Simple Ways to Make Investing Part of Your Life
Keeping our money in the bank comes natural to most of us, but investing does not. There are reasons why this is the case, such as perceived complexity, lack of understanding, fear of losing money etc. There are few options available currently that allow easy access and reduce complexity while at the same time allow people to get involved in the financial markets for what used to be a high cost exercise.
We often get asked:
‘I want to invest, what should I do?’
Usually, we need to assess whether you find it challenging to save money full stop. Sometimes that is the major issue, and hence at the end of the month there is simply nothing to invest. There have been few innovative approaches at helping people save, and Acorns has achieved a certain level of innovation in this arena. Acorns allows you to start saving by investing “spare change” and let’s you start building your investment account. For example, you buy a coffee that’s $3.50, Acorns’ round-up feature let’s you round that up to $4.00, by investing a small amount –$0.50 into your investment account by way of your linked checking account. A friend who never had an investment account or savings for that matter was able to save $200 within a month by just doing that. Quite impressive. Now there is a psychological effect there too, as once you see your account with at few hundred dollars, you may end up wanting to continue saving by yourself and just putting $200 or $300 in your account in one shot. That has been my experience with people that have an Acorns account.
Another set of people are those who have a full time job and a decent inflow of cash each month:
‘I save money myself and in the end of the month I have few hundred dollars I would like to invest. What should I do?’
You could still stay with Acorns and invest in their platform without using their round-up feature. Also, you may wish to consider Wealthfront and Charles Schwab. By placing your savings in their account you will be able to access diverse global investments. Schwab’s Intelligent Portfolios allow for some autonomy by allowing you to de-select certain investments. To be clear autonomy we speak about here is very limited. For example, in Schwab they will be the ones that replace certain ETFs you de-select with other ETFs that are relatively similar, but you will not be able to express views on certain sectors or have the authority to choose the new ETF.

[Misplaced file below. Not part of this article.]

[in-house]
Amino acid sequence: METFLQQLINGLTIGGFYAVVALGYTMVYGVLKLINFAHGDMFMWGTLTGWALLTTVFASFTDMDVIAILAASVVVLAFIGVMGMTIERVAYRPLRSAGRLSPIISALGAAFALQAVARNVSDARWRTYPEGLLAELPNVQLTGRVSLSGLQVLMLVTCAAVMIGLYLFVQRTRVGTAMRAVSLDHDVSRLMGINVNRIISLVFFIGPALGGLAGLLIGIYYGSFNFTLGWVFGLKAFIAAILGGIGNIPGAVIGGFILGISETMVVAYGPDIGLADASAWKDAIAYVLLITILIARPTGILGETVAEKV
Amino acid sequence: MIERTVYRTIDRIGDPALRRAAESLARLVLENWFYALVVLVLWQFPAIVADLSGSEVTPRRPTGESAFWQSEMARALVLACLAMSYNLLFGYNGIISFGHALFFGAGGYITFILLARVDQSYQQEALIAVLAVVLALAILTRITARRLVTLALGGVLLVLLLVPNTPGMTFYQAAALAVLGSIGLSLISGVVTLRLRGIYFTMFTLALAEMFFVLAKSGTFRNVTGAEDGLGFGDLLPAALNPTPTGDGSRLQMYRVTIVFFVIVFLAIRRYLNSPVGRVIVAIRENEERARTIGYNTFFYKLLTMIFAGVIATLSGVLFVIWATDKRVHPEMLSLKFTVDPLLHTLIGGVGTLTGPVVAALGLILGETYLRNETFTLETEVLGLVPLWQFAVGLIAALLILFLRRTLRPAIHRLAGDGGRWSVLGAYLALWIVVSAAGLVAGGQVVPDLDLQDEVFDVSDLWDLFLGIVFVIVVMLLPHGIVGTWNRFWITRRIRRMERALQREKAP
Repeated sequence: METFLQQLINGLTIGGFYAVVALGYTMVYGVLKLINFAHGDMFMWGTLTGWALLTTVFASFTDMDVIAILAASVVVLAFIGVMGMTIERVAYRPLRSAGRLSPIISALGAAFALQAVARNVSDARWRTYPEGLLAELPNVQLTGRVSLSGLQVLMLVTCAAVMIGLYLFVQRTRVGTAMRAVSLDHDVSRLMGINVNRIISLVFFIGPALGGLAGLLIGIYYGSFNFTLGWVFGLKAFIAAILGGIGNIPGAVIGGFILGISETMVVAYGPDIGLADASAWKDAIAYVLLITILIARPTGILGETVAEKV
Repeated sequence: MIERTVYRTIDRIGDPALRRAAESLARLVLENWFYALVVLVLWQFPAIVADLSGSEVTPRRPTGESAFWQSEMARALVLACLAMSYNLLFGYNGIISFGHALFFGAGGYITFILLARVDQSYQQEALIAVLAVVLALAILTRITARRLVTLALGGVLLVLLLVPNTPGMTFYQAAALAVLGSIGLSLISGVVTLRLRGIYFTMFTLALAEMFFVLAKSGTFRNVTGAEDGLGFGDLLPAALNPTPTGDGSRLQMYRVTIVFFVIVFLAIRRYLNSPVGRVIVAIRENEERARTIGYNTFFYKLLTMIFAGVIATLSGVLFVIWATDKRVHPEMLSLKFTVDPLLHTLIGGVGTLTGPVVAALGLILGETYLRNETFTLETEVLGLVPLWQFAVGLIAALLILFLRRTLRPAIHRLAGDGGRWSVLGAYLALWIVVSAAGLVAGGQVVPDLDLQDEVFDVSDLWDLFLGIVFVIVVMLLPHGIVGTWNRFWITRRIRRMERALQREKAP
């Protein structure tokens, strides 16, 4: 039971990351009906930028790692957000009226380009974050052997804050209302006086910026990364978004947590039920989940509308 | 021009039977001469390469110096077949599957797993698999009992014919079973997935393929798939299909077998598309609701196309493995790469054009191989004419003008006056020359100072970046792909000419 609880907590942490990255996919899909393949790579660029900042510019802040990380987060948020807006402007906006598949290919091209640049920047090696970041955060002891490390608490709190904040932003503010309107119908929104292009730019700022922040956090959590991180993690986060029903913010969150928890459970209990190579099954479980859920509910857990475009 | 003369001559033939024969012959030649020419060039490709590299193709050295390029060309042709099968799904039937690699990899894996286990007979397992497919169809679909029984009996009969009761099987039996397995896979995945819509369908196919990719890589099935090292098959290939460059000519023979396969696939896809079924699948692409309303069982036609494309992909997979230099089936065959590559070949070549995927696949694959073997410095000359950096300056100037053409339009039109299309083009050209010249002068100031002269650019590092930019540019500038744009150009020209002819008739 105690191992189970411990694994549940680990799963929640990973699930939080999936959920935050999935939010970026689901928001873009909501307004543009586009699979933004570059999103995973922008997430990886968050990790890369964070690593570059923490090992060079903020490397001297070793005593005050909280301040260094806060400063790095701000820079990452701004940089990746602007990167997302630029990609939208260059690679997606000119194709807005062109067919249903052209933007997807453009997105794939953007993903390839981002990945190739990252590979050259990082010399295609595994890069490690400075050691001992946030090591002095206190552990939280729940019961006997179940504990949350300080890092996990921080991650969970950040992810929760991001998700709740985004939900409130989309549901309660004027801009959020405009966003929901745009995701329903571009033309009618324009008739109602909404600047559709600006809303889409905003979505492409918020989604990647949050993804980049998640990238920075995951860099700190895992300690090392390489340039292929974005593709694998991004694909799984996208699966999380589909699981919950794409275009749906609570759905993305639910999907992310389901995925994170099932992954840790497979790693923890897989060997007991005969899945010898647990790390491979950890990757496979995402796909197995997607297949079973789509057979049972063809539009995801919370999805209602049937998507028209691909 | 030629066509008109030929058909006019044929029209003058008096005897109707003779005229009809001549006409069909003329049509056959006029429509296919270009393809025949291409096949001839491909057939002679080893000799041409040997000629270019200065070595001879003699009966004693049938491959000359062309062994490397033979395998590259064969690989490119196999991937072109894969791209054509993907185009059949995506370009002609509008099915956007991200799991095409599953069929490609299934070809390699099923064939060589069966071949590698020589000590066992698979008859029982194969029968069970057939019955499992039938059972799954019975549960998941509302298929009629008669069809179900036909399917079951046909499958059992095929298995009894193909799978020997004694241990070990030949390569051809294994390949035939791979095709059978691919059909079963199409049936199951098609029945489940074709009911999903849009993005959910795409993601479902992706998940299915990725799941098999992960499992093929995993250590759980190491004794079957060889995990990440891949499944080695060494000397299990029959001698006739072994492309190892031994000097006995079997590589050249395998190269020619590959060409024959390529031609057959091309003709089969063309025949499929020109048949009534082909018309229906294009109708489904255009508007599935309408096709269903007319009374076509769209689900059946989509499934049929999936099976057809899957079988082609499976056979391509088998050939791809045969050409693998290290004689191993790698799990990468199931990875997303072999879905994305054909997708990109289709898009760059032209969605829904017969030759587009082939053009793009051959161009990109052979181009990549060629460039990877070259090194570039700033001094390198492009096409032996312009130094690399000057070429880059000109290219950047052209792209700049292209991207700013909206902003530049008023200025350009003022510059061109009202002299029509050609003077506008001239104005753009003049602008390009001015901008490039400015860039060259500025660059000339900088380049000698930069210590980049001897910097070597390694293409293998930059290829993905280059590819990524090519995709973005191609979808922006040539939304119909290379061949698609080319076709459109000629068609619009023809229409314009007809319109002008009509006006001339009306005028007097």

The next group we come across are people that have invested before, but are interested in what we are doing. Usually their comments are along the lines of:
‘I already have an investment account. I own some stocks, ETFs and some mutual funds. What do you do with your money?’
These are usually people that are more sophisticated and are looking to invest less in global diverse portfolios and more into sectors and single stocks. Single stocks are not our investment of choice as we do not think we have the in-depth knowledge of each company and there may be too many idiosyncratic risks associated with them. However, in the ETF space we like to use our ETF Miner. It utilizes institutional data we get from our partners at Intrinio and First Bridge and we run them through our data processing tool to bring it to our clients in a user friendly streamlined fashion. The ETF Miner currently processes US ETF issuers (around 2,000 of them). To clarify, it only means ETFs are issued by US issuers, but they could be tracking other countries (for example iShares Mexico ETF: EWW). You might have a view and want to invest in an ETF that expresses that view, still in a diversified fashion. For example, Semiconductor ETFs may own multiple stocks of semiconductor companies, rather than putting more of your eggs in one basket and going with a particular semiconductor stock.
With the help of a personal financial advisor, you may find that the ideas noted above could be viable options for you to get involved in stock and bond investing. Depending on where you are in the world of investing, and whether you need help saving money you may want to first get started on the savings track and then proceed from there.